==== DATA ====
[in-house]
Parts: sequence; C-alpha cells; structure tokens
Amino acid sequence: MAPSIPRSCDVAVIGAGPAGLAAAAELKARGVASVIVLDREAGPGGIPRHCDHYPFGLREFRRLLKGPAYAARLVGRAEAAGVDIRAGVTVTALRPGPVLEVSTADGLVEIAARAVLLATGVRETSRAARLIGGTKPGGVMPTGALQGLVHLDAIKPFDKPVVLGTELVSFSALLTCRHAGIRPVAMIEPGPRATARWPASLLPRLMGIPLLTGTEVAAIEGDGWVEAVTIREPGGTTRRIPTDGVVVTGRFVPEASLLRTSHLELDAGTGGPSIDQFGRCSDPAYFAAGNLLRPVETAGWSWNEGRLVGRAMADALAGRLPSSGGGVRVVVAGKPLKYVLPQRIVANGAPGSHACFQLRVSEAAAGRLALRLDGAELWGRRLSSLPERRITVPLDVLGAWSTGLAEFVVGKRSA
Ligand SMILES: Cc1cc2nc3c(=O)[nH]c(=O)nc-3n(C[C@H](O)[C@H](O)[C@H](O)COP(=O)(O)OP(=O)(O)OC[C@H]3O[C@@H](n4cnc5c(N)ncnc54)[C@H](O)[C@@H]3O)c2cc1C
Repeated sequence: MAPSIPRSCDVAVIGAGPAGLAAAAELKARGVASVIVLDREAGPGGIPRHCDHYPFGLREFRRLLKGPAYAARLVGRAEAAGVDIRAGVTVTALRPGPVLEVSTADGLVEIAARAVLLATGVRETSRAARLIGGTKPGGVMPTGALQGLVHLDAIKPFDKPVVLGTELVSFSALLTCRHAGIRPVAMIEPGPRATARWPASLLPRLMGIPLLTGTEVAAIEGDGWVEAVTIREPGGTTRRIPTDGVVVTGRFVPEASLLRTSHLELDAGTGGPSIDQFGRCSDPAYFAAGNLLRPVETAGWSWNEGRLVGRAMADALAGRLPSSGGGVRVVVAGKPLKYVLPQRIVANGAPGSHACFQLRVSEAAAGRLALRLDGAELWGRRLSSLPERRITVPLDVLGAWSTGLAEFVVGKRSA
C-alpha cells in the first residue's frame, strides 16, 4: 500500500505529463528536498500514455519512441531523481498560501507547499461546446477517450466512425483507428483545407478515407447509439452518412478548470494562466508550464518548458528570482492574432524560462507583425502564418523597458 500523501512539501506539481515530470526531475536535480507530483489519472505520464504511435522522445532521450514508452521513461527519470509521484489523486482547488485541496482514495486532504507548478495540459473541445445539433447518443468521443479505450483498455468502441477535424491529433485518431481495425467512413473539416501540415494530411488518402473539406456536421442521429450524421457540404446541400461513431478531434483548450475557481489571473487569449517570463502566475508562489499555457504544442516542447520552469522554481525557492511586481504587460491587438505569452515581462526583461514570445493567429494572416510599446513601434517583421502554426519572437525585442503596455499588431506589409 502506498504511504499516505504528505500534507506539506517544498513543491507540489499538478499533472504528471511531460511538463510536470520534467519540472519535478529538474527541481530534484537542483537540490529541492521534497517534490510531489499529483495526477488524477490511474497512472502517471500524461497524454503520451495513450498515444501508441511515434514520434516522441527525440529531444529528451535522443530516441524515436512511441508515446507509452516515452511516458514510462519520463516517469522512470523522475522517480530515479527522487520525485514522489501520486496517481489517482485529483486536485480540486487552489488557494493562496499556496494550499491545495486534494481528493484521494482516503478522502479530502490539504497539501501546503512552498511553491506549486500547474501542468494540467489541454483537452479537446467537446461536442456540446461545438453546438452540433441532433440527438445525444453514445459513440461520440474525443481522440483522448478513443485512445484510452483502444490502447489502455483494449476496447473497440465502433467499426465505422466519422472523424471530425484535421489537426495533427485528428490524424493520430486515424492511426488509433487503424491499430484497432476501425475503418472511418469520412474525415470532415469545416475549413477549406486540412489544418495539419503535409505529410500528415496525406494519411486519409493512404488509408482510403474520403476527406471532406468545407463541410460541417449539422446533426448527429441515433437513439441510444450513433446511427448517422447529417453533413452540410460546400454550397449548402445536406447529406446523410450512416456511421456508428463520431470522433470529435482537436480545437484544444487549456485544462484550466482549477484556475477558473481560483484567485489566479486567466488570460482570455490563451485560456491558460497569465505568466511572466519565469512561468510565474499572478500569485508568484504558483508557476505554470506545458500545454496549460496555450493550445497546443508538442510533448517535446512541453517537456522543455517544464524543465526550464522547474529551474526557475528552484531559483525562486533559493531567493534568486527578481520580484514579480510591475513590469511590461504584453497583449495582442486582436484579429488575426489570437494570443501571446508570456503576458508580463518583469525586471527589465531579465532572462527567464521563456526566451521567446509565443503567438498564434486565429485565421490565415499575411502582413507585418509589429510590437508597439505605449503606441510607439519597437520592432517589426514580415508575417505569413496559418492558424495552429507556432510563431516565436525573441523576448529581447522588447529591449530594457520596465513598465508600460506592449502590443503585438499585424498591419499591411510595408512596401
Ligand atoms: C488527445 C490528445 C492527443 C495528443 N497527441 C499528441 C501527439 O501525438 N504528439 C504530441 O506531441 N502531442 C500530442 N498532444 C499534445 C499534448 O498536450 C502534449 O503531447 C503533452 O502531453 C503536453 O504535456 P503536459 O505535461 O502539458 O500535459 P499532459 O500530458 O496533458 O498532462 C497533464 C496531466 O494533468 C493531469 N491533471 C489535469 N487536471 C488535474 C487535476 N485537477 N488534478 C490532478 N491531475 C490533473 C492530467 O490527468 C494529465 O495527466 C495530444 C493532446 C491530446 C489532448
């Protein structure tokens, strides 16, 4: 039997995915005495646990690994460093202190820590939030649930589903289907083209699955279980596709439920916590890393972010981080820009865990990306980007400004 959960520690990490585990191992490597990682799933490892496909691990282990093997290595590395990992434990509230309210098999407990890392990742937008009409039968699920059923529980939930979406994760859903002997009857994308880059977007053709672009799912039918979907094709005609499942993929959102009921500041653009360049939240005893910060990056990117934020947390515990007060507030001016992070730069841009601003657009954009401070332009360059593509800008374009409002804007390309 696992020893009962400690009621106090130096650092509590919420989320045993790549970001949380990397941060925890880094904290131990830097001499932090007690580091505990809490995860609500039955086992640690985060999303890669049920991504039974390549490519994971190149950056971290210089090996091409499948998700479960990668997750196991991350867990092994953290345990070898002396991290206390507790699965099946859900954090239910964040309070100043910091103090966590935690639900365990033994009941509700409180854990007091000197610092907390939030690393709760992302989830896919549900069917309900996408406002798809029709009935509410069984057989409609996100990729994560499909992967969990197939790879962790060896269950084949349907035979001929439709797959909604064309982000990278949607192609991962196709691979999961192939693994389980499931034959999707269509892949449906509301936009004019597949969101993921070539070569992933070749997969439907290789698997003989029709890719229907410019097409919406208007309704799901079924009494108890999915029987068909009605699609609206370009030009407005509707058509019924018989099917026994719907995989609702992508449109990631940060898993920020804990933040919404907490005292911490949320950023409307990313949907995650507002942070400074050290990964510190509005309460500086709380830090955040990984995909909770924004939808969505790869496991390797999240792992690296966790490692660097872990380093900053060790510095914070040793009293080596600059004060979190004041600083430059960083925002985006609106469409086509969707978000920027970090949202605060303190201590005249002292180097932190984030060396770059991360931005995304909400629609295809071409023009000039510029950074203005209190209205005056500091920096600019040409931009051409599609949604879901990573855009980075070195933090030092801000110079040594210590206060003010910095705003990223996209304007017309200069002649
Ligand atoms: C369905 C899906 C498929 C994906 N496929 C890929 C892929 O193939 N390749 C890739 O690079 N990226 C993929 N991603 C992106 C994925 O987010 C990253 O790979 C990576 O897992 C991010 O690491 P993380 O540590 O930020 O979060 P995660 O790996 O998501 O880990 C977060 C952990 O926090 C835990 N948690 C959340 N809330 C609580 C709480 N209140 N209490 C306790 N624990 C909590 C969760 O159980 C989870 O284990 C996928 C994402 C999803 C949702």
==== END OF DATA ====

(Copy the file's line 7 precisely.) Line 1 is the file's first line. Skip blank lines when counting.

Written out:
Ligand atoms: C488527445 C490528445 C492527443 C495528443 N497527441 C499528441 C501527439 O501525438 N504528439 C504530441 O506531441 N502531442 C500530442 N498532444 C499534445 C499534448 O498536450 C502534449 O503531447 C503533452 O502531453 C503536453 O504535456 P503536459 O505535461 O502539458 O500535459 P499532459 O500530458 O496533458 O498532462 C497533464 C496531466 O494533468 C493531469 N491533471 C489535469 N487536471 C488535474 C487535476 N485537477 N488534478 C490532478 N491531475 C490533473 C492530467 O490527468 C494529465 O495527466 C495530444 C493532446 C491530446 C489532448